International law workshop: International law-making away from the public gaze

Date & time
2–5pm Monday 4 February 2019

Law Lecture Theatre

5 Fellows Rd

Canberra ACT 2600


For interstate visitors, we offer suggestions for accommodation near ANU.

Centre for International & Public Law

Presented by Centre for International & Public Law

International law workshop

To result in a binding international rule, international law-making cannot generally be done in complete secrecy. For a customary rule to emerge and bind, States must, if they are not actively participating in the rule creation, at least have an awareness of the practice and subscribe to the opinio juris propelling the emerging new rule. For the conclusion of a treaty, more is required: actual volition and thus conscious decision by States parties (leaving aside the question of objective regimes). That said, international law-making is not always done in full public view. When it comes to treaties at least, third parties – those who are not bound - can be excluded altogether, thus dispensing with any need for their knowledge of the rule’s creation in order for the rule itself to emerge; although if the agreement remains unregistered with the UN, it cannot be invoked before the organs of that body. But the impact of non-public law-making types of activity is less evident in other areas. One scenario is when the law-making involves those States that will be bound by the rule, but where those entities whose task it is by virtue of international law to identify the law - eminent writers and judicial bodies -, are excluded from the law-making process and from knowledge of its result. Scenarios of this type are arguably of particular interest today. This is because international law-making ‘away from the public gaze’ is logically more likely to occur in times of increased international tension and most obviously in relation to politically sensitive matters. It can be examined in relation to treaty, custom and indeed, ‘law adjustment’ or ‘refinement’ through interpretation and is particularly interesting in respect of some of today’s more politically charged issues, such as China’s ‘Belt and Road’ initiative and the status of the military uses of outer space. Whilst the topic clearly raises rule of law issues – and in this regard one need only think of the secret treaties propelling the international community into World War One -, this workshop will focus on the process of law-making itself.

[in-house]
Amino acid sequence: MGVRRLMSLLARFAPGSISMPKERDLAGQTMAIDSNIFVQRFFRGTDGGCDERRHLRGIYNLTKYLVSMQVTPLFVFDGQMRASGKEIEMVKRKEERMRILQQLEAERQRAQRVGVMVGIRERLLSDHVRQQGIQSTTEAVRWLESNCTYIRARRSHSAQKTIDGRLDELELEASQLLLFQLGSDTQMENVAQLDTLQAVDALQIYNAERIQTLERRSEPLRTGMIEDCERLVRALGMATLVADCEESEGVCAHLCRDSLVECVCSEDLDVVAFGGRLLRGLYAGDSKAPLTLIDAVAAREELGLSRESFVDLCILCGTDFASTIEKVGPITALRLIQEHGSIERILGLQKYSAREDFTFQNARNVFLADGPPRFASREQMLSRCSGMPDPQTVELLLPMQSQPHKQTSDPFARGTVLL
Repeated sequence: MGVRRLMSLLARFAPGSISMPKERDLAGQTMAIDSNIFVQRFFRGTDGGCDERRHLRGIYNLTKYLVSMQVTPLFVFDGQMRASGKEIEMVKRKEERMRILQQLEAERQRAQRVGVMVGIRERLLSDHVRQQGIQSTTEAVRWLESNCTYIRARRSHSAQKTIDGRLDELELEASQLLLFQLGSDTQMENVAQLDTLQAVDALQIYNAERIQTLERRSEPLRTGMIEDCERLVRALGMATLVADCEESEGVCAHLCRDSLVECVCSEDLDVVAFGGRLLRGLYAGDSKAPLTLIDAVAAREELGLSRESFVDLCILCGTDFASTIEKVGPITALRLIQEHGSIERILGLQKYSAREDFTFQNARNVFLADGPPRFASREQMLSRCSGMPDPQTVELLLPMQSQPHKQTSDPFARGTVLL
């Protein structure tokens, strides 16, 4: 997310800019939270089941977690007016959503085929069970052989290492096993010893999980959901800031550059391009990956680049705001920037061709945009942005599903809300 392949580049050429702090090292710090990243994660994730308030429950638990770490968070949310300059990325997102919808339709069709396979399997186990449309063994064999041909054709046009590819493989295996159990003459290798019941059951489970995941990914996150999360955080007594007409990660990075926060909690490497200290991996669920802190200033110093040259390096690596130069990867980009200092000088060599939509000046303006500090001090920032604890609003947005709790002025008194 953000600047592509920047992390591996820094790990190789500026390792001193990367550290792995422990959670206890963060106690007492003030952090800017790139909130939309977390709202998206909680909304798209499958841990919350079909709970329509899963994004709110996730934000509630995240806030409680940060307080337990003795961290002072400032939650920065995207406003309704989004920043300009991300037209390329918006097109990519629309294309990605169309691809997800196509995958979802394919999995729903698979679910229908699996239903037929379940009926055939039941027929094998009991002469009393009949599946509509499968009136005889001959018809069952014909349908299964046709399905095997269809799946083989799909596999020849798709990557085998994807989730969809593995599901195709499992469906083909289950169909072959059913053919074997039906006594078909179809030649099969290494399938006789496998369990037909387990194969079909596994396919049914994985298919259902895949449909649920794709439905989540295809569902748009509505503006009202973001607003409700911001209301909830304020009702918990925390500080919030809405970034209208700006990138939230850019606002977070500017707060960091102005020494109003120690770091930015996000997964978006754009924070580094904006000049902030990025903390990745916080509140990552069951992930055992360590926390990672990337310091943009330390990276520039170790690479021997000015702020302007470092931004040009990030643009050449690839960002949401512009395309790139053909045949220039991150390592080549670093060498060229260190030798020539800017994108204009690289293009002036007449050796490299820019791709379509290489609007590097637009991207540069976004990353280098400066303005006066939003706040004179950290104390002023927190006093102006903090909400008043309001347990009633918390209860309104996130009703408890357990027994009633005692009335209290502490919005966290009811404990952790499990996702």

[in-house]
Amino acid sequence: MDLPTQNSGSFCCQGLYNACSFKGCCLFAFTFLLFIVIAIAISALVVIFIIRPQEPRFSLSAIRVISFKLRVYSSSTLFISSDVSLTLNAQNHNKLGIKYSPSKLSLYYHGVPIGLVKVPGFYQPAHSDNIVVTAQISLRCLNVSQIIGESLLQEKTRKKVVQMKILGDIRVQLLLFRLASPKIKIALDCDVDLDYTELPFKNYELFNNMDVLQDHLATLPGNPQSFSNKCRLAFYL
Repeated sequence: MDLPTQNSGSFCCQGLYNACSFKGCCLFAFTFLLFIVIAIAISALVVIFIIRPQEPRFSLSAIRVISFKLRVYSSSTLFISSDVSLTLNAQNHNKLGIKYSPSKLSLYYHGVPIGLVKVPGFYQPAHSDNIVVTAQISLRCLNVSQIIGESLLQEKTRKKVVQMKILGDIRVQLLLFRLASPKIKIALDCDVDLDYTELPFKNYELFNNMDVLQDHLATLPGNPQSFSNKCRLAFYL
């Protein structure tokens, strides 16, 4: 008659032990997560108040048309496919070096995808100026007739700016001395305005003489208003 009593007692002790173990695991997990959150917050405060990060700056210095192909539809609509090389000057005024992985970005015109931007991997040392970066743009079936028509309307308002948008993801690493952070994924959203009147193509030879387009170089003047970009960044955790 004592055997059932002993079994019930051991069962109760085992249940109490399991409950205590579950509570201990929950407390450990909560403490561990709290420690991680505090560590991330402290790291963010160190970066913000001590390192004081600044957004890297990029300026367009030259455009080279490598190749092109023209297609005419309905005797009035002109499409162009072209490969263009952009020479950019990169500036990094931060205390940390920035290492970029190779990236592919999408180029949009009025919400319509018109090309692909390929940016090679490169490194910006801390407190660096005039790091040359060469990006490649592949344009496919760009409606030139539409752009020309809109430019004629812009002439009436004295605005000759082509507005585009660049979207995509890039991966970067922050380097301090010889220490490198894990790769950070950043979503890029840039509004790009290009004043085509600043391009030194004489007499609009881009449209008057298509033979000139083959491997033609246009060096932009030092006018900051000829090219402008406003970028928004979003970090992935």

This is a free event, however registration is essential.


  • Associate Professor Sarah Heathcote, ANU Law School

  • Trina Malone, Office of International Law, Attorney-General's Department

  • Dr Esme Shirlow, ANU Law School

  • Dr Julian Wyatt, CIPL Visiting Fellow, ANU College of Law

  • Dr Simon Brinsmead, Office of International Law, Attorney-General's Department

  • Associate Professor Jeremy Farrall, ANU Law School

  • Professor Steven Freeland, Dean, Western Sydney University School of Law

Additional Materials

Research theme: 

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